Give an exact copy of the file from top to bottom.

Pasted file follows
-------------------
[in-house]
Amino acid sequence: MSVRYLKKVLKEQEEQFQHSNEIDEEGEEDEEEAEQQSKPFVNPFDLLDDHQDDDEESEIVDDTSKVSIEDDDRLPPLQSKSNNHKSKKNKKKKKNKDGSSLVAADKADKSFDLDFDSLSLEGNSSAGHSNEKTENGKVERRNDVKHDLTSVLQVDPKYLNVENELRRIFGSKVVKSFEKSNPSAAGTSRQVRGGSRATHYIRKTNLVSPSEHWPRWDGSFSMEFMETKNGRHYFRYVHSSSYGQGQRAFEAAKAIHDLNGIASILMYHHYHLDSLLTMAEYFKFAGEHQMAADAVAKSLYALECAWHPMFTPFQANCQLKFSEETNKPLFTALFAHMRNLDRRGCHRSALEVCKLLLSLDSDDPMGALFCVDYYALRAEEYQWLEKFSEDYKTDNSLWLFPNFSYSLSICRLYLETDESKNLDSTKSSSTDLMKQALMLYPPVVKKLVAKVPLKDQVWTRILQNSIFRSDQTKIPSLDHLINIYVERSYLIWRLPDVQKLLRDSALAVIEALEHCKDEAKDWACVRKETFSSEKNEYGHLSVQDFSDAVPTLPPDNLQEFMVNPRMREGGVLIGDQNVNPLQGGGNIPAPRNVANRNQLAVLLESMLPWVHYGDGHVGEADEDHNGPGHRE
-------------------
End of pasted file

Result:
[in-house]
Amino acid sequence: MSVRYLKKVLKEQEEQFQHSNEIDEEGEEDEEEAEQQSKPFVNPFDLLDDHQDDDEESEIVDDTSKVSIEDDDRLPPLQSKSNNHKSKKNKKKKKNKDGSSLVAADKADKSFDLDFDSLSLEGNSSAGHSNEKTENGKVERRNDVKHDLTSVLQVDPKYLNVENELRRIFGSKVVKSFEKSNPSAAGTSRQVRGGSRATHYIRKTNLVSPSEHWPRWDGSFSMEFMETKNGRHYFRYVHSSSYGQGQRAFEAAKAIHDLNGIASILMYHHYHLDSLLTMAEYFKFAGEHQMAADAVAKSLYALECAWHPMFTPFQANCQLKFSEETNKPLFTALFAHMRNLDRRGCHRSALEVCKLLLSLDSDDPMGALFCVDYYALRAEEYQWLEKFSEDYKTDNSLWLFPNFSYSLSICRLYLETDESKNLDSTKSSSTDLMKQALMLYPPVVKKLVAKVPLKDQVWTRILQNSIFRSDQTKIPSLDHLINIYVERSYLIWRLPDVQKLLRDSALAVIEALEHCKDEAKDWACVRKETFSSEKNEYGHLSVQDFSDAVPTLPPDNLQEFMVNPRMREGGVLIGDQNVNPLQGGGNIPAPRNVANRNQLAVLLESMLPWVHYGDGHVGEADEDHNGPGHRE